SIMON PROPERTY GROUP SETTLES NY ATTORNEY GENERAL GIFT CARD SUIT
New York Attorney General Eliot Spitzer announced on March 1, 2005 that Simon Property Group, Inc. has settled the lawsuit filed in Manhattan State Supreme Court in February 2005 regarding Simon’s Giftcards. Spitzer’s complaint in that lawsuit alleged that the Giftcards, which are Visa-branded stored-value debit card issued by Bank of America, violated fee and disclosure provisions of the New York Gift Certificate Law, which took effect on October 18, 2004. Specifically, Spitzer asserted that (i) the monthly administrative fee imposed on Giftcards in the seventh month after purchase violated the state law ban on monthly service fees prior to the 13th month of dormancy and (ii) the replacement card fee was not clearly and conspicuously disclosed on the Giftcard as required by state law. Simon has agreed to comply with the fee restriction and disclosure requirement and pay to the state $100,000 in penalties and $25,000 in costs.
The Attorneys General of Connecticut, Massachusetts and New Hampshire also filed lawsuits in their respective state courts in November 2004 against Simon Property Group for violation of state gift certificate laws. The three state court actions initially were removed to federal court, but recently have been transferred back to
state courts. Simon filed suits against those three Attorney Generals in federal court shortly before the state court suits were filed seeking declaratory judgments that state laws do not apply to its Giftcard sales based on federal preemption. The federal court actions are still in the pleadings stage and there have been no decisions on the merits to date.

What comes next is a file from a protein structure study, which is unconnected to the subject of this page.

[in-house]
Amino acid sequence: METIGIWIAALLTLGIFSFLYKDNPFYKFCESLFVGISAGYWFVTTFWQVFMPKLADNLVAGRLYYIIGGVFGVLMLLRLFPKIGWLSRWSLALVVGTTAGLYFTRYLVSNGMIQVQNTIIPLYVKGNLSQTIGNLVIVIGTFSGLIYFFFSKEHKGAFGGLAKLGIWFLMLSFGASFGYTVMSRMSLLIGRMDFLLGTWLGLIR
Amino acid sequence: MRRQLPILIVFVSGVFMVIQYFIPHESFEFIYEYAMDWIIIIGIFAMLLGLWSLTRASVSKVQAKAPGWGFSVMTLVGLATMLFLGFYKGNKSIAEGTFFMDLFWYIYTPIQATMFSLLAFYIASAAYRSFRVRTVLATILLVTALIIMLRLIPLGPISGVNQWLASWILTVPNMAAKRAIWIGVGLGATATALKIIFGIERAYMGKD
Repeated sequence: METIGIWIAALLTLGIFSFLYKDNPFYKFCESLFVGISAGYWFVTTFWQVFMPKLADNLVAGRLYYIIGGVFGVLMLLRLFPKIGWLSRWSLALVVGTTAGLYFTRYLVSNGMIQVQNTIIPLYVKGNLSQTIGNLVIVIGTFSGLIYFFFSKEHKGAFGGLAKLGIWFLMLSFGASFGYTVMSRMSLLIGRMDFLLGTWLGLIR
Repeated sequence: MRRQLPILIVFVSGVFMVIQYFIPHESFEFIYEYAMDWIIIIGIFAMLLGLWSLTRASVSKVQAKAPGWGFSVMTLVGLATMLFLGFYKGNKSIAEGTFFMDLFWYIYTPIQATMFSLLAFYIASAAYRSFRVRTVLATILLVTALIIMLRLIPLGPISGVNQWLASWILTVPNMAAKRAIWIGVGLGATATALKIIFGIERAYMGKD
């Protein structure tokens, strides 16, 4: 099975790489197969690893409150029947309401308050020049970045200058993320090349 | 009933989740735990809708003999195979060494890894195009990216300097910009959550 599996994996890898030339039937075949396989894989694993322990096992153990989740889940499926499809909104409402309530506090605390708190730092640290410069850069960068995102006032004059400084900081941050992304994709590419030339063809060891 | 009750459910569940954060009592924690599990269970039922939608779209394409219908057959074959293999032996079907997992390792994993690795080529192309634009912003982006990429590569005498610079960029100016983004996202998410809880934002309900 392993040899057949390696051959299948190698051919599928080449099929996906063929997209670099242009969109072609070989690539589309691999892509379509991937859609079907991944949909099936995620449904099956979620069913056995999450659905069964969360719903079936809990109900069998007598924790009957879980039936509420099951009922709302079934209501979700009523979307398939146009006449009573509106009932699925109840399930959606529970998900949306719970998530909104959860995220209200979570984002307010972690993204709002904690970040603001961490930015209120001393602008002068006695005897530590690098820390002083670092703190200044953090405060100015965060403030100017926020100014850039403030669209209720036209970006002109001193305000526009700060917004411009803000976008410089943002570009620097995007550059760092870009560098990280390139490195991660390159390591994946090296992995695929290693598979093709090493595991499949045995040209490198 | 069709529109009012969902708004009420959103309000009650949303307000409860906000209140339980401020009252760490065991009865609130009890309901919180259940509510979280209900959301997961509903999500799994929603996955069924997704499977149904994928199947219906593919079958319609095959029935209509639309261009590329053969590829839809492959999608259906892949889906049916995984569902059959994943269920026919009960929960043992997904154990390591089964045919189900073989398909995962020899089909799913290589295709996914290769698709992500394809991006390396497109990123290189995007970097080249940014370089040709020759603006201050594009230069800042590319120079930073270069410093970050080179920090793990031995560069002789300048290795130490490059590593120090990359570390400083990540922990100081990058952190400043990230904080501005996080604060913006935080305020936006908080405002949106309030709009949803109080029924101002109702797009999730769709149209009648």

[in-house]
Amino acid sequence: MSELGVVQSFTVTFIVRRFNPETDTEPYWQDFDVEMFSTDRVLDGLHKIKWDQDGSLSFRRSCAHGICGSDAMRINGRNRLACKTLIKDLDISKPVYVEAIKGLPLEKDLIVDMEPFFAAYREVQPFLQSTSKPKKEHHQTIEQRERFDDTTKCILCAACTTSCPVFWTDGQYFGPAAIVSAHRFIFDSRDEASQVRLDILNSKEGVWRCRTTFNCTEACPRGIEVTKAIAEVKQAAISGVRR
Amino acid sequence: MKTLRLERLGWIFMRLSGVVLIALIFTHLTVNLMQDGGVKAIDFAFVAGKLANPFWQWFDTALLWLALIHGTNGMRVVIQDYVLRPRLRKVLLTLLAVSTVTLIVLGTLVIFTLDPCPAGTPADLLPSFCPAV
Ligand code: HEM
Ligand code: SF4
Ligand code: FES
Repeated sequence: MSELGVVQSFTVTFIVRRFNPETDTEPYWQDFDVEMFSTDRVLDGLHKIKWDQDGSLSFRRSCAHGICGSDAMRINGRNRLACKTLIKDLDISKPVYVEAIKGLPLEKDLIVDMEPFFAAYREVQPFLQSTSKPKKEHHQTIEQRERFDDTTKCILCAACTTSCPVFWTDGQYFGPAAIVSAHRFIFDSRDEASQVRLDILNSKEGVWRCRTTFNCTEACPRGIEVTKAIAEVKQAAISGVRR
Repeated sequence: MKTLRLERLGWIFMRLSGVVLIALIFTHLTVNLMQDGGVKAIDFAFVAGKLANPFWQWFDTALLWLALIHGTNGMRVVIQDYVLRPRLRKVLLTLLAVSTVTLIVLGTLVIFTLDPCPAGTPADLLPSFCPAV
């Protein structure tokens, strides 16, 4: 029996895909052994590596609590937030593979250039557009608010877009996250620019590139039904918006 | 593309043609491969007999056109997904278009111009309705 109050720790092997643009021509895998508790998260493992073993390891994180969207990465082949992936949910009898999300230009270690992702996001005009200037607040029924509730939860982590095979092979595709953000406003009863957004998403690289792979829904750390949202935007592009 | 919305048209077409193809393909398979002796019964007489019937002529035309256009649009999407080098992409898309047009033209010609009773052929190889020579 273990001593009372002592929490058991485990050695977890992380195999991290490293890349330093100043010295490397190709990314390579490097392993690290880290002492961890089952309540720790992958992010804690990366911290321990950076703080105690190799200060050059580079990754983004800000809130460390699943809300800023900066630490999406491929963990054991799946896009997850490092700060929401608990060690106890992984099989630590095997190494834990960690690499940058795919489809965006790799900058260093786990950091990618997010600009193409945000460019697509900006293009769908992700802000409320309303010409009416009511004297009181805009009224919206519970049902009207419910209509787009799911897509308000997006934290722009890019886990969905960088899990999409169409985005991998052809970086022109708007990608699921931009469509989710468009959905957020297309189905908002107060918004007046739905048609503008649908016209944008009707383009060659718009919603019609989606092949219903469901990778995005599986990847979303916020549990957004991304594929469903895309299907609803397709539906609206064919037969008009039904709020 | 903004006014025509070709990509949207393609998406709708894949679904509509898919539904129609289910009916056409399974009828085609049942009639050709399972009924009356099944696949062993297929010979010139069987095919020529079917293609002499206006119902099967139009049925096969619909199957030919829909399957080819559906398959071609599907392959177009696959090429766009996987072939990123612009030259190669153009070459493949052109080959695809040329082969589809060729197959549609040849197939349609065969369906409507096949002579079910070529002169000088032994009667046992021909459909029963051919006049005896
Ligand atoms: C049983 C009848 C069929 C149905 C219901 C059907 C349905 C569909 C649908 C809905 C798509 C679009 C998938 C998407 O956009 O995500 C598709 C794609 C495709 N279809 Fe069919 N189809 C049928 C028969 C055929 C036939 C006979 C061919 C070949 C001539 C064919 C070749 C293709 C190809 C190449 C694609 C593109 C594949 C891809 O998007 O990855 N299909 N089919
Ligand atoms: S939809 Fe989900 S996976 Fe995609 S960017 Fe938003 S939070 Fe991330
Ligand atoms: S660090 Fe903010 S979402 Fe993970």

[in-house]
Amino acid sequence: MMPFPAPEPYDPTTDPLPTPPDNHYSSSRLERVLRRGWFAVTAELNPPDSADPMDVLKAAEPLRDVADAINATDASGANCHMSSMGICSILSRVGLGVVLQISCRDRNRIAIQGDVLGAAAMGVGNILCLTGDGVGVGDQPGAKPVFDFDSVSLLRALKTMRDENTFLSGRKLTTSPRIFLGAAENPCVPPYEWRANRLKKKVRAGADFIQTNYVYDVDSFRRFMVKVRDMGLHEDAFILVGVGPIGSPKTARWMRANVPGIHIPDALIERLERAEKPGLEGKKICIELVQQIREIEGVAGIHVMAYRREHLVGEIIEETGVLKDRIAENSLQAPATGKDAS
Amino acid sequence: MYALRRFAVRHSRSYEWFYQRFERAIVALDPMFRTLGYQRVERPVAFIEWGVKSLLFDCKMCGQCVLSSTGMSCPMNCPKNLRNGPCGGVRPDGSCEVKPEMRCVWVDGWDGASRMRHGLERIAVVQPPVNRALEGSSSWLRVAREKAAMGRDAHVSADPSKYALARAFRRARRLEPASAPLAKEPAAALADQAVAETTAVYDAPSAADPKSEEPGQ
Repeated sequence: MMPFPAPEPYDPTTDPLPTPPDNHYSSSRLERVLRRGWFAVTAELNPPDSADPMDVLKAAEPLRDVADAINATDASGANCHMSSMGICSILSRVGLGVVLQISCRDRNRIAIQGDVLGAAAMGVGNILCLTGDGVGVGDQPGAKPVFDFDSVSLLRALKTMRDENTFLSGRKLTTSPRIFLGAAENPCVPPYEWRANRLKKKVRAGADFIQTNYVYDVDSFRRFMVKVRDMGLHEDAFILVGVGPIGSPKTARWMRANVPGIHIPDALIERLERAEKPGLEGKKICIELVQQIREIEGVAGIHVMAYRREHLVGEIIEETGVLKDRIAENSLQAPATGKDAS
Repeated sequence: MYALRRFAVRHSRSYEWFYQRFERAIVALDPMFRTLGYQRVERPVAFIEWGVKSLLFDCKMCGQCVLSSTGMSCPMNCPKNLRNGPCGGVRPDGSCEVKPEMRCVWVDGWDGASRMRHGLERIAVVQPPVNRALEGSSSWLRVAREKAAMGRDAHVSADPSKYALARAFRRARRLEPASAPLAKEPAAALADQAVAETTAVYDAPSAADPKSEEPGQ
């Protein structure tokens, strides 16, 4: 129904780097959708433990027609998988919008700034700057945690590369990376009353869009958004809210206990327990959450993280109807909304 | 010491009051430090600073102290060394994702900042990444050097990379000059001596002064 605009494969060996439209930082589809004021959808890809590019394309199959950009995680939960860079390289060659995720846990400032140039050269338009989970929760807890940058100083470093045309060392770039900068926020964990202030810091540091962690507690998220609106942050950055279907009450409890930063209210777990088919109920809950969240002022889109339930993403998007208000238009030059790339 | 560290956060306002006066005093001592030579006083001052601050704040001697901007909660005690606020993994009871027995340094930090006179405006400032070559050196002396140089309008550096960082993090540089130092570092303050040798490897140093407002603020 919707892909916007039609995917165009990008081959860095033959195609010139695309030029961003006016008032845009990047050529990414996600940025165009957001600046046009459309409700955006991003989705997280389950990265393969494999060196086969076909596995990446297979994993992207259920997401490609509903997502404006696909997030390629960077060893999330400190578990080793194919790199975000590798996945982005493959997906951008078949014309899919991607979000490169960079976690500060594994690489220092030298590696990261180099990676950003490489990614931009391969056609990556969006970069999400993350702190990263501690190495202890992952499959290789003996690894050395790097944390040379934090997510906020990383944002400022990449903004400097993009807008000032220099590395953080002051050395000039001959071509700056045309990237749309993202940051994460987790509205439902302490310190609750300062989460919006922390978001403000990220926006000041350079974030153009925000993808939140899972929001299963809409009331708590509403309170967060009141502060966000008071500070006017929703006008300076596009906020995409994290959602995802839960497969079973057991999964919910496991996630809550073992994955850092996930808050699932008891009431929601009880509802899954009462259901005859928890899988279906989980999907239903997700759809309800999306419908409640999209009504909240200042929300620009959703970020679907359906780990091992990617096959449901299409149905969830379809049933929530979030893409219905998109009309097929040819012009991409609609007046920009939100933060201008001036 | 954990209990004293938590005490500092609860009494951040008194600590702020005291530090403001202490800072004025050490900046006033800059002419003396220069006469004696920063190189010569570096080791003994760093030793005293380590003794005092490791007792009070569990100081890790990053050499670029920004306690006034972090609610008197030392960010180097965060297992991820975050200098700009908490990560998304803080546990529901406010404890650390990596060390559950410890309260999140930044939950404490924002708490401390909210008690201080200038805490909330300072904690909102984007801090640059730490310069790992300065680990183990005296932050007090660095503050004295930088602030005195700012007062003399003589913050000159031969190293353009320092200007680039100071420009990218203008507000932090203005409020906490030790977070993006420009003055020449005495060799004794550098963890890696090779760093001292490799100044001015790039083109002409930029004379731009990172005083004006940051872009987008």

The Office of the Comptroller of the Currency (OCC) wrote a January 5, 2005 letter to Simon’s attorney and the Massachusetts Attorney General stating its position that state laws are not preempted by federal laws or regulations in regard to certain claims in litigation between the State of Massachusetts and Simon. Simon had sought to remove the action to federal court on the basis of the “complete preemption” doctrine, taking the position that the cards are exempt from state law because they are issued by a national bank. The OCC letter stated that Simon could not claim application of the “complete preemption” doctrine for the causes of action asserted in state court, leaving for the court’s later fact-finding whether Simon or its partner bank in fact imposed the fees that were allegedly imposed by Simon. To the extent imposed by Simon (as alleged), the OCC opined that such fees would not be subject to substantive federal preemption. The OCC did not comment in its letter on whether claims made against the card issuing bank would be preempted. Presumably, they would be substantively preempted under existing precedent.